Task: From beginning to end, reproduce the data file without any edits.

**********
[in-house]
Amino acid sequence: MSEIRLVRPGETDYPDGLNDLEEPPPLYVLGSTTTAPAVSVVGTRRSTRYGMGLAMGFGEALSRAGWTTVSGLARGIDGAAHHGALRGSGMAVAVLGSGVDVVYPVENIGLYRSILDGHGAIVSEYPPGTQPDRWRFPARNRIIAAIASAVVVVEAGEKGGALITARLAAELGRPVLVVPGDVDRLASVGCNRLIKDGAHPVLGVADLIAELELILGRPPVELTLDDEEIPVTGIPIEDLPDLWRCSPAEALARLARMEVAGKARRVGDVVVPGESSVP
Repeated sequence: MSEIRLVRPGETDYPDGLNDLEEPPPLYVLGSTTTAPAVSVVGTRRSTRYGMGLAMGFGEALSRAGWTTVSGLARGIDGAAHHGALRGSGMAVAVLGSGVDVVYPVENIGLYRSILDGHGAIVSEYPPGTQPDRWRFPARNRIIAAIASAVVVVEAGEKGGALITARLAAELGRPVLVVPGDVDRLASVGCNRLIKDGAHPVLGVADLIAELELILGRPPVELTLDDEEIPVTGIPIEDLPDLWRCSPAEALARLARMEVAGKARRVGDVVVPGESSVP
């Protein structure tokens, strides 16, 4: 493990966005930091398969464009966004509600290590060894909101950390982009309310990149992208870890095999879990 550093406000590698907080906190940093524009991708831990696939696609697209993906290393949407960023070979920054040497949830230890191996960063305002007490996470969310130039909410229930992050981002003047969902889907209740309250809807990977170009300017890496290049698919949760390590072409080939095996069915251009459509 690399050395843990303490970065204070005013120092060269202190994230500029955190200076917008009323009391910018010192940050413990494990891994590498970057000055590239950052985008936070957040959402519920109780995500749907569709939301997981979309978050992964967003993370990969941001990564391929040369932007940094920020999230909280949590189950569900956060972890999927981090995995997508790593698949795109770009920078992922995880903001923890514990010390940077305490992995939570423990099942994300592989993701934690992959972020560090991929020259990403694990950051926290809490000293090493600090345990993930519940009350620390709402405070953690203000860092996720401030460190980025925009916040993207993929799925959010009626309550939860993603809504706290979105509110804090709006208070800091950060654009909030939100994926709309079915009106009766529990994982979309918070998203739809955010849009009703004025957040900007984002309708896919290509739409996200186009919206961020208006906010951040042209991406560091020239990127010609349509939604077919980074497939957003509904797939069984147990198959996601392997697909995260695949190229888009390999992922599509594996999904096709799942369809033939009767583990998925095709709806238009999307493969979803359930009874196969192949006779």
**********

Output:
[in-house]
Amino acid sequence: MSEIRLVRPGETDYPDGLNDLEEPPPLYVLGSTTTAPAVSVVGTRRSTRYGMGLAMGFGEALSRAGWTTVSGLARGIDGAAHHGALRGSGMAVAVLGSGVDVVYPVENIGLYRSILDGHGAIVSEYPPGTQPDRWRFPARNRIIAAIASAVVVVEAGEKGGALITARLAAELGRPVLVVPGDVDRLASVGCNRLIKDGAHPVLGVADLIAELELILGRPPVELTLDDEEIPVTGIPIEDLPDLWRCSPAEALARLARMEVAGKARRVGDVVVPGESSVP
Repeated sequence: MSEIRLVRPGETDYPDGLNDLEEPPPLYVLGSTTTAPAVSVVGTRRSTRYGMGLAMGFGEALSRAGWTTVSGLARGIDGAAHHGALRGSGMAVAVLGSGVDVVYPVENIGLYRSILDGHGAIVSEYPPGTQPDRWRFPARNRIIAAIASAVVVVEAGEKGGALITARLAAELGRPVLVVPGDVDRLASVGCNRLIKDGAHPVLGVADLIAELELILGRPPVELTLDDEEIPVTGIPIEDLPDLWRCSPAEALARLARMEVAGKARRVGDVVVPGESSVP
């Protein structure tokens, strides 16, 4: 493990966005930091398969464009966004509600290590060894909101950390982009309310990149992208870890095999879990 550093406000590698907080906190940093524009991708831990696939696609697209993906290393949407960023070979920054040497949830230890191996960063305002007490996470969310130039909410229930992050981002003047969902889907209740309250809807990977170009300017890496290049698919949760390590072409080939095996069915251009459509 690399050395843990303490970065204070005013120092060269202190994230500029955190200076917008009323009391910018010192940050413990494990891994590498970057000055590239950052985008936070957040959402519920109780995500749907569709939301997981979309978050992964967003993370990969941001990564391929040369932007940094920020999230909280949590189950569900956060972890999927981090995995997508790593698949795109770009920078992922995880903001923890514990010390940077305490992995939570423990099942994300592989993701934690992959972020560090991929020259990403694990950051926290809490000293090493600090345990993930519940009350620390709402405070953690203000860092996720401030460190980025925009916040993207993929799925959010009626309550939860993603809504706290979105509110804090709006208070800091950060654009909030939100994926709309079915009106009766529990994982979309918070998203739809955010849009009703004025957040900007984002309708896919290509739409996200186009919206961020208006906010951040042209991406560091020239990127010609349509939604077919980074497939957003509904797939069984147990198959996601392997697909995260695949190229888009390999992922599509594996999904096709799942369809033939009767583990998925095709709806238009999307493969979803359930009874196969192949006779």